International conversations to learn more about Central and South American countries

Belizean, Costa Rican and Brazilian panelists share more about their warm and welcoming cultures.

Zoom photo of participants
Zoom photo of Ricardo Costa sharing about Brazilian culture. Photo by D’Ann Rohrer, MSU Extension.

Michigan 4-H offered international conversations with 14 countries from five continents. Michigan State University Extension hires employees from diverse backgrounds to enrich our team. Andrea Aguilar Corrales, from Costa Rica, worked for MSU Extension as a health and nutrition educator before returning to Costa Rica. Ricardo Costa, from Brazil, is an MSU Extension field crops educator. Our third guest presenter is Garfield Murillo, 4-H International Exchange chaperone from Belize. All our guest speakers love their countries and enjoy sharing about their cultures.

Rio de Janeiro is ranked No. 3 in Best Places to Visit in Central and South America according to U.S. News & World Report. Costa shares about Brazilian culture. Brazil is the only country in South America that speaks Portuguese, other countries speak mostly Spanish, and French Guiana speaks French. One cultural difference Ricardo shares is personal space. He says, “We don’t have personal space in Brazil. When I greet you, I will get really close and put my hand on your shoulder and talk to you. This shows how warm we are and happy to see you.” Some Brazilians will greet by kissing cheeks or giving a hug. This expresses how you are missed.

“Another cultural difference between Brazilian culture and American culture is how loud we are, which shows we are happy people,” says Costa. Also, in America one person usually speaks at a time but in Brazil five people may be speaking and it appears that no one is listening, but we still manage to understand what is said.

Lastly, Costa shares, “Brazilians don’t go out to eat, we go out to see people and we use eating as an excuse.” Also, time has a loose meaning and friends will always wait for you. Learn more about Brazilian culture when you listen to the international conversation about Brazil.

Brazil facts slide
Brazil facts slide shared by Costa. Photo by D’Ann Rohrer, MSU Extension.

According to U.S. News & World Report, Costa Rica is ranked No. 4 in Best Places to Visit in Central and South America. When you listen to Aguilar’s international conversation recording, you will understand why Costa Rica ranked so high. Aguilar shares about Costa Rica and the culture by explaining what meals are like in Costa Rica. Breakfast is usually gallo pinto, which is rice and beans mixed together with Costa Rican sauce, plantains, cheese, tortillas and eggs. Lunch is Casado, which means married, rice and beans separate with protein, chicken, pork or beef, salad, cheese, corn tortillas and fruit. Aguilar explains why Casado means married because when you get married, you need to be able to feed your husband.

Family is also very important to Costa Rican culture. Usually, you live with your parents until you get married and family lives close to each other. When you get married you don’t change your last name, you keep your mothers last name and your father’s last name. There is so much more to learn about Costa Rica.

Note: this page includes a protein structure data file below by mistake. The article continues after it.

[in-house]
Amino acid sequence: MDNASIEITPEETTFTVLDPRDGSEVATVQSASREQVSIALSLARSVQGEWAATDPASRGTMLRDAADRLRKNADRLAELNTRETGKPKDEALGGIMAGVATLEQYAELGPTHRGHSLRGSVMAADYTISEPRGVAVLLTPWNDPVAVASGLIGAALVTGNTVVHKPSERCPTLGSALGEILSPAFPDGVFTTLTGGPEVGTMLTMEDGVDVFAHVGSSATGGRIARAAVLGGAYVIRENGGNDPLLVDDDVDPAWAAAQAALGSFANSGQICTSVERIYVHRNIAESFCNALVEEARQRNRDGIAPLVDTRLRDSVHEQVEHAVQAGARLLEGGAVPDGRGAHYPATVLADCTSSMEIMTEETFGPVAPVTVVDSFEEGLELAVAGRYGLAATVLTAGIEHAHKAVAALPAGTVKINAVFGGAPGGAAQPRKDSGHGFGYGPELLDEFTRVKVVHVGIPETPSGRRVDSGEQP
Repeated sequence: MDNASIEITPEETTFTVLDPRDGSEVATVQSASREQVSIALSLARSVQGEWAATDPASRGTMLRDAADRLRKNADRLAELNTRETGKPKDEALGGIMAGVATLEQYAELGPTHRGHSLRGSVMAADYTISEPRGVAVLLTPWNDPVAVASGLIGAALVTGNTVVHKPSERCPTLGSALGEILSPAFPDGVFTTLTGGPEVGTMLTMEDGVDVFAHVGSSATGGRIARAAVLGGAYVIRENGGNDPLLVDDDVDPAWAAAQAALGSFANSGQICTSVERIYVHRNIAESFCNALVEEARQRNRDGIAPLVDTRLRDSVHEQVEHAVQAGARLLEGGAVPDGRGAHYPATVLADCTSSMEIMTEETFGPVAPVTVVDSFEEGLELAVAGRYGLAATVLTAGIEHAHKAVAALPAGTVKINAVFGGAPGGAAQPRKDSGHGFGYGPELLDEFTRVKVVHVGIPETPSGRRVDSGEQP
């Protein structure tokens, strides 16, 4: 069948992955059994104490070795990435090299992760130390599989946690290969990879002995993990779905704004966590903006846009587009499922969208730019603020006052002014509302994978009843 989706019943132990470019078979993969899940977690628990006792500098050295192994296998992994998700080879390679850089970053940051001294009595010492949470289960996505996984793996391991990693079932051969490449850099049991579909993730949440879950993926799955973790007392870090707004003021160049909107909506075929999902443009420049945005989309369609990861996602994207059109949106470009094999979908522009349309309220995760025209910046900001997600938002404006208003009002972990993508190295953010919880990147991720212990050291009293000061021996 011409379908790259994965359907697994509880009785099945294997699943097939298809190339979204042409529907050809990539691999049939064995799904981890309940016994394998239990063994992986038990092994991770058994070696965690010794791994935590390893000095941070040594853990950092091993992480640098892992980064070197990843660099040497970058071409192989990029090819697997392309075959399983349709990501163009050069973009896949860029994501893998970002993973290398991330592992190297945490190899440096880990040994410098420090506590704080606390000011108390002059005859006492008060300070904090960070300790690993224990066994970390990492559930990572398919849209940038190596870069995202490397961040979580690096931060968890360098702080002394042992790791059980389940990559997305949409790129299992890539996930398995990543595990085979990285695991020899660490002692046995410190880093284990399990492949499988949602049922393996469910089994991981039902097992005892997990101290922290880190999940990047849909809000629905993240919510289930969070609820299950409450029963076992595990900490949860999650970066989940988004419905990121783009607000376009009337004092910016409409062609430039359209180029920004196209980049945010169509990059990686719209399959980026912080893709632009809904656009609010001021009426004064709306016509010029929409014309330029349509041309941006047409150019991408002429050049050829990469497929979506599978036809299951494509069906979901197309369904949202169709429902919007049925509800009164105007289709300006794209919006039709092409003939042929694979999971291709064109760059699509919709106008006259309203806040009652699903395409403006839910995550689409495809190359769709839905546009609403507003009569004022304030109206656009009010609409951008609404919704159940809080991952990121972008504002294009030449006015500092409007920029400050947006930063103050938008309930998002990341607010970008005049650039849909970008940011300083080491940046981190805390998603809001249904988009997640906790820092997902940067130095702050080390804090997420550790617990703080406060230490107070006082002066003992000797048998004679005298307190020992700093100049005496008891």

Map of Costa Rica
Map of Costa Rica as Aguilar shares where Costa Rica is located and what it has to offer. Photo by D’Ann Rohrer, MSU Extension.

Belize is another laid-back culture in Central America. U.S. News & World Report ranks Belize No. 12 in Best Places to Visit in Central and South America. Murillo explains that Belize is very culturally diverse with ethnic groups who identify as Creole peoples, Garifuna, East-Indian, Hindus, Arabs, Lebanese and Mennonites to mention a few. When visiting Belize, you will see many cultural influences throughout the country.

Belizeans also believe in environmental conservation. Murillo’s 4-H club works hard keeping the Pine River clean of litter coming from Guatemala. He shares that they create buoys with empty plastic water bottles tied together and put across the river to capture garbage floating down from Guatemala. Many communities count on this river for their livelihood. Michigan 4-H was instrumental in assisting Belize in starting a 4-H program in their country. Learn more about Belizean cultural and 4-H program by listening to the international conversation about Belize.

Belize sunshine
Belize sunshine from San Pedro Caye. Photo by D’Ann Rohrer, MSU Extension.

Continue learning about countries and cultures around the world. Learn another language, investigate their government, taste new cuisines, and explore their landscapes. The world is a beautiful place with many wonderful people. Be curious, ask questions and engage in conversation. You will grow in ways you never thought possible.

4-H grows successful youth through positive developmental relationships. If you would like to learn more, visit the Michigan 4-H website. To learn more about youth development programs, contact D’Ann Rohrer at or 231-845-3361, or our civic engagement leadership team at

To learn about the positive impact of Michigan 4-H youth leadership, citizenship and service and global and cultural education programs, read our Impact Report: “Developing Civically Engaged Leaders.” Additional impact reports, highlighting even more ways MSU Extension and Michigan 4-H have positively impacted individuals and communities can be downloaded from the MSU Extension website.

Find other global educational opportunities on the MSU Extension Global and Cultural Education website. For more information about 4-H learning opportunities and other 4-H programs, contact your local MSU Extension county office.

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